Andy Bruce, the chief executive of AM100 dealer group Lookers, also sees changes ahead, but takes a more sanguine view.

“Things will change gradually between now and 2030. It will be a managed, well-signalled process,” he said.

“There will be fewer dealerships, because there won’t be the same need to have as many, but that’s a process that has been going on for decades. We think the number will drop to around 2,500 to 3,000 by 2030.

“But while there will be fewer dealerships, there will be bigger and better brand experience centres. The reason for that is there is a need for an omnichannel approach, where you’re blending digital with bricks and mortar.”

Paul Innes, international strategy director at technology specialists CDK Global, sees a plethora of options: “We may have brand experience centres, virtualisation, online digital experience centres, shopping centre locations, pop-up shops, and concierge services and subscription services.

“It’s not just one thing that’s going to see transformation: it’s an accumulation of many factors that, as they get to scale, will make the retail scene look significantly different in 10 years’ time.”

Tony Whitehorn, the managing director of Hyundai UK, has plenty of experience of an omnichannel approach, as the company has ventured into shopping centres with its Bluewater and Westfield stores, as well as initiating an online Click To Buy service.

However, for Hyundai, dealers are still very much an integral part of the way it will sell cars in the future. Its experiences have shown that consumers still want a physical relationship with a retailer and also want to touch and feel – but not necessarily test drive – a vehicle before committing to a purchase.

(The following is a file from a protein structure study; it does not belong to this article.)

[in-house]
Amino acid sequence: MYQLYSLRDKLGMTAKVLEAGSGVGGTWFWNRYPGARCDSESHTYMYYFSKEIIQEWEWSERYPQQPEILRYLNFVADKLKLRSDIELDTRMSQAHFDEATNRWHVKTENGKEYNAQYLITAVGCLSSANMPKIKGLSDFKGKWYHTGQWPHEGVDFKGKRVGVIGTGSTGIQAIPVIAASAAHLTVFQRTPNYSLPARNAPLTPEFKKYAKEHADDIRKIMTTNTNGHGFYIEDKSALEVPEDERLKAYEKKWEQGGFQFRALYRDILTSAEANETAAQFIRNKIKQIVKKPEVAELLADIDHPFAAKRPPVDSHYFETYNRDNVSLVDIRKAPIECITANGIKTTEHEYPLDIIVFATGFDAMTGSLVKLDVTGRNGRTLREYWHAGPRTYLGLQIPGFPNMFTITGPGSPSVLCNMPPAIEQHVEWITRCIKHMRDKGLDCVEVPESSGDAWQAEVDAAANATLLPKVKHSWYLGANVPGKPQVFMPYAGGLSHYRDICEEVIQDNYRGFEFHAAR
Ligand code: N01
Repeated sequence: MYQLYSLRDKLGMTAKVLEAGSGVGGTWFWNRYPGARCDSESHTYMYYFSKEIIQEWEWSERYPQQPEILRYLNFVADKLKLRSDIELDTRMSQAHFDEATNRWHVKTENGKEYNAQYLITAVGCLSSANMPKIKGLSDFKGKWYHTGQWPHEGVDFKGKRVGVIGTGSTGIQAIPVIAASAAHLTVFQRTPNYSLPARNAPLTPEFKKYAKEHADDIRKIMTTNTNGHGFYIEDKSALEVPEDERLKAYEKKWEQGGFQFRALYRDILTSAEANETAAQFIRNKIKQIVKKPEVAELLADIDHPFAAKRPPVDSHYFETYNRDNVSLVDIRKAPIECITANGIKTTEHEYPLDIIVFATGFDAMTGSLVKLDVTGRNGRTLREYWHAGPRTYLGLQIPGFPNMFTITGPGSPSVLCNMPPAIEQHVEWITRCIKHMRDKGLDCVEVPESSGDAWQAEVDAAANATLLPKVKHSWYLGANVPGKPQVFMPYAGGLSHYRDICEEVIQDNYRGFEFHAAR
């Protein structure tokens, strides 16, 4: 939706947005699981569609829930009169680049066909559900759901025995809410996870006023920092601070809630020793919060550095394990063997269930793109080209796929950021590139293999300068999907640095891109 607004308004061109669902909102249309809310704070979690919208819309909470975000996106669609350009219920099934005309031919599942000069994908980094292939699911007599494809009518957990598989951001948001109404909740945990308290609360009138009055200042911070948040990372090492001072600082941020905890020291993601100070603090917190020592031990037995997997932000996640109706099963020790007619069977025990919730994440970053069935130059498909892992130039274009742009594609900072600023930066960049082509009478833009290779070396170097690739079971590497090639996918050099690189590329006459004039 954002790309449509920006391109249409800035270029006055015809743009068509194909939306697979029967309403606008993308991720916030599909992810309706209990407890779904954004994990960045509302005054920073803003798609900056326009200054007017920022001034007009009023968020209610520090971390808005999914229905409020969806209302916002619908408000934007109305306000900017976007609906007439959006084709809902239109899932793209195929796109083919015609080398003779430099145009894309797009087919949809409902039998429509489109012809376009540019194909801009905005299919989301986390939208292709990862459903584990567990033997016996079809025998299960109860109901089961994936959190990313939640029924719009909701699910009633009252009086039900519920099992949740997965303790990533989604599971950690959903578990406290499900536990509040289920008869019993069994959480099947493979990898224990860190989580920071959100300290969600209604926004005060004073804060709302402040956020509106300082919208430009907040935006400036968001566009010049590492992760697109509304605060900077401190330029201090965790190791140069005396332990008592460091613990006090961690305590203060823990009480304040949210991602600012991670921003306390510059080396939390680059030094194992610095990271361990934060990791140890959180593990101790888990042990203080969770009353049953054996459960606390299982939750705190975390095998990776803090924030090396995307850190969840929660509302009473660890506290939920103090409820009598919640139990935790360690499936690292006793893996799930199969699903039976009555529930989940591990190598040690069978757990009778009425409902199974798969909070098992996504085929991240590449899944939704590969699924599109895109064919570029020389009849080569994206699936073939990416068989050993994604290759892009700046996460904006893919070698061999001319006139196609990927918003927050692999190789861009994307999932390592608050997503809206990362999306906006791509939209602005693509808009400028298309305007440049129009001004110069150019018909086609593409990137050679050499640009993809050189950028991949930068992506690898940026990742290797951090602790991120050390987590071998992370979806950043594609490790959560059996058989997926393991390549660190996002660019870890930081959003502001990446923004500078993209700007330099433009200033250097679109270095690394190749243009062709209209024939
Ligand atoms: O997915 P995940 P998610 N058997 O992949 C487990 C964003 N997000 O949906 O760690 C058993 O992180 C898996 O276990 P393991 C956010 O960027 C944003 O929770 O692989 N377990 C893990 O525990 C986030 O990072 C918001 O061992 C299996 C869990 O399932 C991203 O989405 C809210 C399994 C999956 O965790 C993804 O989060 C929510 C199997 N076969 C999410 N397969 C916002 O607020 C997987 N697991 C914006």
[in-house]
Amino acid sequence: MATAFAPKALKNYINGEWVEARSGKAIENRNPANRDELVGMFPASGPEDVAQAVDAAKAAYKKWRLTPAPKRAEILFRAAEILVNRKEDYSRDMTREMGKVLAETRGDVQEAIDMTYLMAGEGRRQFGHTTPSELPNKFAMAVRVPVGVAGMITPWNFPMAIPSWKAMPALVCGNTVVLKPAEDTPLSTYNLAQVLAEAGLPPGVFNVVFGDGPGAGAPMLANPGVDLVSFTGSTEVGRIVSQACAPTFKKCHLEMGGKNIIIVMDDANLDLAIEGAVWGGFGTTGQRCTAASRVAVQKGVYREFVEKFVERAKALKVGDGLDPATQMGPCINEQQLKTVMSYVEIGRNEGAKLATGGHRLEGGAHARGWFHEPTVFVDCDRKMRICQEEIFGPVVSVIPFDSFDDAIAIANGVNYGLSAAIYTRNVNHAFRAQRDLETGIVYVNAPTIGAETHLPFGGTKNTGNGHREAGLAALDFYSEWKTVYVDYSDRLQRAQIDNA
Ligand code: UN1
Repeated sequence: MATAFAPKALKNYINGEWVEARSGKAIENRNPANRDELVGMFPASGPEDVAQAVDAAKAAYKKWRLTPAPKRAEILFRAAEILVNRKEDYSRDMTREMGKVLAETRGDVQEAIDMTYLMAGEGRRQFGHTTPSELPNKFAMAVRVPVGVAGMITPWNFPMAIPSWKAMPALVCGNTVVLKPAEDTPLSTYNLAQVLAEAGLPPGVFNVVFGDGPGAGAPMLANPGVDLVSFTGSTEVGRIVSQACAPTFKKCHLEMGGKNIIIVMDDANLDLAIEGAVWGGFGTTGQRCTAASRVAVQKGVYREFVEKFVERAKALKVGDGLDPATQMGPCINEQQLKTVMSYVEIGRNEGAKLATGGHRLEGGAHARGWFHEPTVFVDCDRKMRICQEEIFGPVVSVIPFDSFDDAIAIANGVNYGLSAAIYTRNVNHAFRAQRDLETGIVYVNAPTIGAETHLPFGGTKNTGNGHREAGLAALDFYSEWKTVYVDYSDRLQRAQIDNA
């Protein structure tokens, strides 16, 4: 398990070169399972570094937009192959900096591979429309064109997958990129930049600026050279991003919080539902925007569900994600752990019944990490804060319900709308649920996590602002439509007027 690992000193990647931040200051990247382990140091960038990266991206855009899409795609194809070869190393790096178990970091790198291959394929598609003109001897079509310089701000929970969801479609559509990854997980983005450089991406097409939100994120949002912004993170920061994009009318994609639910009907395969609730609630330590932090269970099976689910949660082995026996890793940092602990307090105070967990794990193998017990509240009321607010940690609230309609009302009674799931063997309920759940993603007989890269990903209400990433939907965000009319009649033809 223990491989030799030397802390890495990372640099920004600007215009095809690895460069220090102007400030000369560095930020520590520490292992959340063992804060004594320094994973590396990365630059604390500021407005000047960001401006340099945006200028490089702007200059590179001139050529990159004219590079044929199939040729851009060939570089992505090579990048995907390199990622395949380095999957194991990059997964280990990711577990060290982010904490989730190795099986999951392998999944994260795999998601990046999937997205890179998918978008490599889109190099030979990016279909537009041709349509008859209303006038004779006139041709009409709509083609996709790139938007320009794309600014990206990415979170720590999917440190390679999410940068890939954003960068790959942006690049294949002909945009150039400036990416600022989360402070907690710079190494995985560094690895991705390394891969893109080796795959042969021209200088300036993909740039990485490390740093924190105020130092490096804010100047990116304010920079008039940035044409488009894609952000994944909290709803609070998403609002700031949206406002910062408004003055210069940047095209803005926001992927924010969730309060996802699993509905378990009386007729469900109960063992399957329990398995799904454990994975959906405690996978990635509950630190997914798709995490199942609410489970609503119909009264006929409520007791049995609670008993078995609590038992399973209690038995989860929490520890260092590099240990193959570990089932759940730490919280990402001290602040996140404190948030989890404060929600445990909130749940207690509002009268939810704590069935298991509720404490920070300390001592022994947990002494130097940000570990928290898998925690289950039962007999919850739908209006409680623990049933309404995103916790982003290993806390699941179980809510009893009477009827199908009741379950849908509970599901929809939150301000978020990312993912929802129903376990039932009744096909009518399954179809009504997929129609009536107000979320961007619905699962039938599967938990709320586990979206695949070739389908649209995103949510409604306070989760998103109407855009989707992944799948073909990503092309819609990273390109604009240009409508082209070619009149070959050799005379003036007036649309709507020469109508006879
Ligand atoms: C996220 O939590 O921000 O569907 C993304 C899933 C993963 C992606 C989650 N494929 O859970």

Whitehorn said: “There needs to be an ongoing relationship with the customer, because going to be customer-driven. The customer wants to have a choice – either you come to them via a city store, or you come to them in their lounge, digitally. Or they do all the research and, in the traditional manner, go into a dealership.

“What’s key here is that we, as an industry, need to embrace all of the above, because when we did the city store, we managed to get in front of new people, not substitutional people.

“So, is the dealership dead? 100% no. Does the dealership need to adapt and embrace different things? 100% yes – because that’s what the customer requires.”

Kendrick also sees a future for dealerships, as they’re currently constituted, in 2030, despite the appeal of buying through the internet.

He said: “People will perhaps move towards more online purchasing, but I still think there will need to be a requirement for the handover and sales experience through a dealership as well. Maybe in 20 or 30 years’ time, we might move to online more, as there are more young people, whose natural buying behaviour is through a faceless interaction on the computer. Perhaps that might become more the norm, but in the short term I don’t see that taking place.”

While dealerships – albeit in reduced numbers, in different forms and with more flexible approaches – will continue, nobody should overlook the advances in online purchasing. This is not just in the future: Peugeot is already offering a complete end-to-end service.

Peel explained how the service has grown, saying: “In 2017 we launched our ecommerce platform that allows customers to completely transact and buy a new Peugeot online – from the start of their research, through having a used car valuation guaranteed, having finance approved, making a deposit to arranging to have the vehicle delivered. That’s a first in the UK.

“The result of that is, 18 months later, we are doing 1.5% of our retail sales online. As a comparison, the data we have is that the major supermarkets today do about 2% of their business online with home delivery. It clearly demonstrates to us the appetite for people to completely transact online.”